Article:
Pope to beg forgiveness for 'evil' done to indigenous Canadians

Pope Francis kisses the hand of residential school survivor Elder Alma Desjarlais of the Frog Lake First Nation as he arrives in Edmonton, Canada, on Sunday, July 24, 2022.
Pope Francis kisses the hand of residential school survivor Elder Alma Desjarlais of the Frog Lake First Nation as he arrives in Edmonton, Canada, on Sunday, July 24, 2022. Copyright Nathan Denette/AP
By Rebekah DauntEuronews with AP
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The Pontiff will apologise to Indigenous leaders and residential school survivors. The visit marks a radical rethink of the Catholic Church’s missionary legacy, spurred on by the first pope from the Americas and the discovery of hundreds of probable graves at the school sites.


Thousands of Indigenous persons are expected to converge on Monday on the small Alberta prairie community of Maskwacis to hear a long-awaited apology from Pope Francis for generations of abuse and cultural suppression at Catholic residential schools across Canada.

Francis is scheduled to arrive in mid-morning at the site of the former Ermineskin Indian Residential School, now largely torn down. He will pause at the sites of the former school and nearby cemetery before speaking in a large open area to school survivors, their relatives and other supporters.

Francis arrived in Edmonton on Sunday, where he was greeted by representatives of Canada's three main Indigenous groups — First Nations, Metis and Inuit — along with church and political dignitaries, including Prime Minister Justin Trudeau. The pope spent the rest of the day resting at a seminary in the provincial capital.

It's a key step in the Catholic Church's efforts to reconcile with Native communities and help them heal after generations of trauma.

Francis has said his visit is a “penitential pilgrimage” to beg forgiveness on Canadian soil for the “evil” done to Native peoples by Catholic missionaries.

It follows his apology in the Vatican on 1 April for the generations of trauma Indigenous peoples suffered as a result of a church-enforced policy to eliminate their culture and assimilate them into Canadian, Christian society.

Francis’ tone of personal repentance has signalled a notable shift for the papacy, which has long acknowledged abuses in the residential schools and strongly asserted the rights and dignity of Indigenous peoples.

But past popes have also hailed the sacrifice and holiness of the European Catholic missionaries who brought Christianity to the Americas - something Francis, too, has done but isn’t expected to emphasise during this trip.

The 10-hour flight was the 85-year-old's longest since 2019.

He has been suffering from knee pain that has forced him to use a cane or wheelchair at recent outings but says he was determined to make the trip for reconciliation and healing.

He will also visit Quebec City and Iqaluit, the capital of the Nunavut territory.

"So, it is a pilgrimage first of all," says Richard Smith, the Archbishop of Edmonton.

"But he qualified it further and he talked about it as a penitential pilgrimage.

"He is deeply seized by the fact that terrible things have happened in the past, perpetrated in many cases by people who were representative of the church" he adds.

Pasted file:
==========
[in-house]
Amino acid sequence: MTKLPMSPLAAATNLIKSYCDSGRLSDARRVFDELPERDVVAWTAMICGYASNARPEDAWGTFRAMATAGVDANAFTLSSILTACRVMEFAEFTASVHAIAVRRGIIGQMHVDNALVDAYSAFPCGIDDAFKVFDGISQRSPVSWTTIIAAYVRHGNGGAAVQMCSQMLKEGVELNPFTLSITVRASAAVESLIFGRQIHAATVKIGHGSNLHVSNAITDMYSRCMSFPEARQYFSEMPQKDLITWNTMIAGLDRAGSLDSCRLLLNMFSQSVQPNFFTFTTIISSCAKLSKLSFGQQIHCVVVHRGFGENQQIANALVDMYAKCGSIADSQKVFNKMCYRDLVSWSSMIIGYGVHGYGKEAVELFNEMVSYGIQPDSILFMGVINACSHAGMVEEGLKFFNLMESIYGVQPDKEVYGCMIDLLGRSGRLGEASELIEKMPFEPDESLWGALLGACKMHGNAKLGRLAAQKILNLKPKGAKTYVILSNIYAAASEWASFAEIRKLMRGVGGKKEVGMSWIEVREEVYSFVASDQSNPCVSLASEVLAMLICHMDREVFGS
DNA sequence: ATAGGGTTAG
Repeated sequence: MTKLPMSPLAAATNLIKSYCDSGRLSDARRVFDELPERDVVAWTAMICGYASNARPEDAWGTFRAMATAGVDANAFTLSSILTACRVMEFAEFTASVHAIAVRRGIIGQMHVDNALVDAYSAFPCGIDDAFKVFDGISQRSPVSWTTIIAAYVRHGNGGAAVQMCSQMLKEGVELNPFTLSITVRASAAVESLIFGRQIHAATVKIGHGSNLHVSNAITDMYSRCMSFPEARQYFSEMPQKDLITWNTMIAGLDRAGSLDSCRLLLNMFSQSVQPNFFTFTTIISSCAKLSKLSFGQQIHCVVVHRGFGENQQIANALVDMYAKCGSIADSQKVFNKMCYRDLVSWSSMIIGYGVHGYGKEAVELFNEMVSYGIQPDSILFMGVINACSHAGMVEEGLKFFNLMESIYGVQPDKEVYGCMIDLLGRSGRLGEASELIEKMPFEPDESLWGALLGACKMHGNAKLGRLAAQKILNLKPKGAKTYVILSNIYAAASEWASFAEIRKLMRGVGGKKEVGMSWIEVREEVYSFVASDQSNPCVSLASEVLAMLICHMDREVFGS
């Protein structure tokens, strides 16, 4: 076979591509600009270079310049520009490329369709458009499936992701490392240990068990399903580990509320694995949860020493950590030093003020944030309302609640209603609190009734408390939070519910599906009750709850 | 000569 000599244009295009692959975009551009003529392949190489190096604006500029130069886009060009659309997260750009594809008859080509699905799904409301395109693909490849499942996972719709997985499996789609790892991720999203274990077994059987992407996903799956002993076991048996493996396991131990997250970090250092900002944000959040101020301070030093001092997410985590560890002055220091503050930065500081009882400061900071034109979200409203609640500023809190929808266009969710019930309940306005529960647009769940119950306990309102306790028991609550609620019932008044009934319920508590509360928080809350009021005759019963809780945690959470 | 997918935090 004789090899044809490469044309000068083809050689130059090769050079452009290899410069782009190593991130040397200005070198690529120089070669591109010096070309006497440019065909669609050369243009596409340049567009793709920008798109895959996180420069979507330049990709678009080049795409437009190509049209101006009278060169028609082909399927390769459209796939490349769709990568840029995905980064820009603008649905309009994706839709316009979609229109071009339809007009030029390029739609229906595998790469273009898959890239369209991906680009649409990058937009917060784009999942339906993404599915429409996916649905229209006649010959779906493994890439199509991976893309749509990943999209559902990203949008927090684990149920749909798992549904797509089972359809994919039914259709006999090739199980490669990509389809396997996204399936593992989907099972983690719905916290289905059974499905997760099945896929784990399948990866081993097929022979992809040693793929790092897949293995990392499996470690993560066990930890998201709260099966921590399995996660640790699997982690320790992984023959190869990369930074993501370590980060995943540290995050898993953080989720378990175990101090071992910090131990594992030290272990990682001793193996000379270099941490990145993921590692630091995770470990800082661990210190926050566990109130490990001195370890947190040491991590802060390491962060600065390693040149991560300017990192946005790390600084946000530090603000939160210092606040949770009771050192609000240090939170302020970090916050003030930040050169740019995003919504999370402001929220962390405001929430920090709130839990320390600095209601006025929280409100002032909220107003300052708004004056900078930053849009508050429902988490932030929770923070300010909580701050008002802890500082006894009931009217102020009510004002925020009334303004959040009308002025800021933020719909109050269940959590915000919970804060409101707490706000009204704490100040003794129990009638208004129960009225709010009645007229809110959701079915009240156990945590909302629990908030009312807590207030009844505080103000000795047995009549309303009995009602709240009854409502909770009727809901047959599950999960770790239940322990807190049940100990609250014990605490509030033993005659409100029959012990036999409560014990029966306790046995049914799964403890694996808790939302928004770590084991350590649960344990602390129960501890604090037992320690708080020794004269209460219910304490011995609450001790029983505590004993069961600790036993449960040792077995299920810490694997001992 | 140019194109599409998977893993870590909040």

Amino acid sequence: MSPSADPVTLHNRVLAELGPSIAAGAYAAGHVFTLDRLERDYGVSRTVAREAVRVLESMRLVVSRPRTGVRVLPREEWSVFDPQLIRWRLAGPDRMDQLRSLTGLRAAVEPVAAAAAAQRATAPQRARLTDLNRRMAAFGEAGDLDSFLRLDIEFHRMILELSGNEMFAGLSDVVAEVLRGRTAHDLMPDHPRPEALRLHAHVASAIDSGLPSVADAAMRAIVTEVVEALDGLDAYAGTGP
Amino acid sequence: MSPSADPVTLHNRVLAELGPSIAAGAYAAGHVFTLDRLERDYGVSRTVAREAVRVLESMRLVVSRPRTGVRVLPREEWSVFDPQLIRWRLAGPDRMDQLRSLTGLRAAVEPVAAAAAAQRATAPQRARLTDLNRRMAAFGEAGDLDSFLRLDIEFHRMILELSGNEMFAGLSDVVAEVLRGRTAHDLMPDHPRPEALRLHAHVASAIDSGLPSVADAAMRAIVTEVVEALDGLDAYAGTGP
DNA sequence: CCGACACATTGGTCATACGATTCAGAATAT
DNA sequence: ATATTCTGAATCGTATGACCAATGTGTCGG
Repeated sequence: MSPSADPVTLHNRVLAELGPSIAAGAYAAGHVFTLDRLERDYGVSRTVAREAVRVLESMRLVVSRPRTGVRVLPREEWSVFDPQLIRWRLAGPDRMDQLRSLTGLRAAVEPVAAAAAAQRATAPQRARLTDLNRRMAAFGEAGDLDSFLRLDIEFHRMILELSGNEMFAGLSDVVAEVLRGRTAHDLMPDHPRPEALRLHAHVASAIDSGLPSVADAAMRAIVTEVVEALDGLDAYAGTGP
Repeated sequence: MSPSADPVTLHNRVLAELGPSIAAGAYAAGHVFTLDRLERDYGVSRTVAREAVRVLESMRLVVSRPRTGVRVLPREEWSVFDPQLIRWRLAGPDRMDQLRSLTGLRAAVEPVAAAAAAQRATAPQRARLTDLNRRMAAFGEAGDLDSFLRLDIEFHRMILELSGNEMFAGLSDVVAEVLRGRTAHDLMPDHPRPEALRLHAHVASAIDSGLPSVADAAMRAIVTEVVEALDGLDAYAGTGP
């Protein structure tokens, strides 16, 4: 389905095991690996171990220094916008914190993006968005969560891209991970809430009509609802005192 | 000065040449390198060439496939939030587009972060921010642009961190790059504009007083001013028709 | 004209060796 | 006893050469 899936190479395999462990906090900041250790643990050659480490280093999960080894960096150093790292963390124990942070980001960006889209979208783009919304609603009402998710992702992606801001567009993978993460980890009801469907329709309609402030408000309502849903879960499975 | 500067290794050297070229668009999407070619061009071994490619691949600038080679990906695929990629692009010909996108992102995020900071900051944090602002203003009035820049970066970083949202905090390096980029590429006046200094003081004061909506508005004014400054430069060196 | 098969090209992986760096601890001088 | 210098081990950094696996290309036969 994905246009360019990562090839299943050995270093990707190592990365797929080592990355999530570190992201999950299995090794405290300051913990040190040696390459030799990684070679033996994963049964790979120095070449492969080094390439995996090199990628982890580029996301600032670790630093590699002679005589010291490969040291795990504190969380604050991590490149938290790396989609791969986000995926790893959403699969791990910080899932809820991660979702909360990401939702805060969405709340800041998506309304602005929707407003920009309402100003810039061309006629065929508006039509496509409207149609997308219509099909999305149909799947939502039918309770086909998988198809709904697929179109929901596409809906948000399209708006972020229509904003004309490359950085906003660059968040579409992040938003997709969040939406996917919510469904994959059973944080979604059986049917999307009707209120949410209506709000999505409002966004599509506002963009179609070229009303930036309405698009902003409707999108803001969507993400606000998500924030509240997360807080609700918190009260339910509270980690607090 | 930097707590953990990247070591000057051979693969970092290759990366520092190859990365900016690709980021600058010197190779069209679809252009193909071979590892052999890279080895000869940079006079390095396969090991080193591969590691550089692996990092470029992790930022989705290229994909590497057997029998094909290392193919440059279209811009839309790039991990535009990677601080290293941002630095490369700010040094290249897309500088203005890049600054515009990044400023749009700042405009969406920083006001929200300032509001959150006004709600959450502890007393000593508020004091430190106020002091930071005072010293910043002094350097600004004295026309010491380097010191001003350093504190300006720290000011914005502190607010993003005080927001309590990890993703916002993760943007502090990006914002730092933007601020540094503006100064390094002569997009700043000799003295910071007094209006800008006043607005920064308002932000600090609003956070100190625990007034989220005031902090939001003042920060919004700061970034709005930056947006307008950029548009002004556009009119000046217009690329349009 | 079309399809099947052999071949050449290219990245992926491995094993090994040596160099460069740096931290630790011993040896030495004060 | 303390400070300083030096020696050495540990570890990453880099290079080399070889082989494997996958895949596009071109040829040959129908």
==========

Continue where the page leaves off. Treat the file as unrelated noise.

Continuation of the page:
While his Holiness is hoping to unite the faithful at an open-air mass at the Commonwealth Stadium on Tuesday, for some Canadians, the Catholic Churches’ involvement in the scandal has been the final straw.

Since last year, archaeologists have detected some 1300 unmarked graves at several boarding schools across the country.

"I work with Indigenous nations to investigate areas around residential school sites,” said Kisha Supernant, the Director of the Institute of Prairie and Indigenous Archaeology at the University of Alberta.

“We are using technology such as ground-penetrating radar to try to find possible locations of the unmarked graves of children who died while at the school or who never came home and have dropped off of the records.

As a mother, as an Indigenous woman, I really think a lot about what would have happened to my child when I, you know, if I had been born 100 years ago.
Kisha Supernant
Director of the Institute of Prairie and Indigenous Archaeology at the University of Alberta.

“The thought of these children dying far away from home, often sick, perhaps they were buried in a grave that had a little wooden cross, but their parents sometimes didn't even know that they had died.

“The only way they found out was when their child didn't come home in the summer or didn't come home after years away.

“They had no idea where their resting place was and what happened to them.

“For me, I think a lot about the people who had to live through that as well.

“So there was the child who died but then the family who never had that sense of closure who never had those answers that they deserved.


“They never even knew where their child was laid to rest" she concludes.

Some 150,000 Indigenous children were forced to attend these institutions from the 1800s until the late 20th Century.

The last of Canada's 139 boarding schools for Indigenous children closed in 1998.

According to Canada's Truth and Reconciliation Commission, in some schools upwards of 70% of students were physically and sexually abused.

Additional sources • AFP

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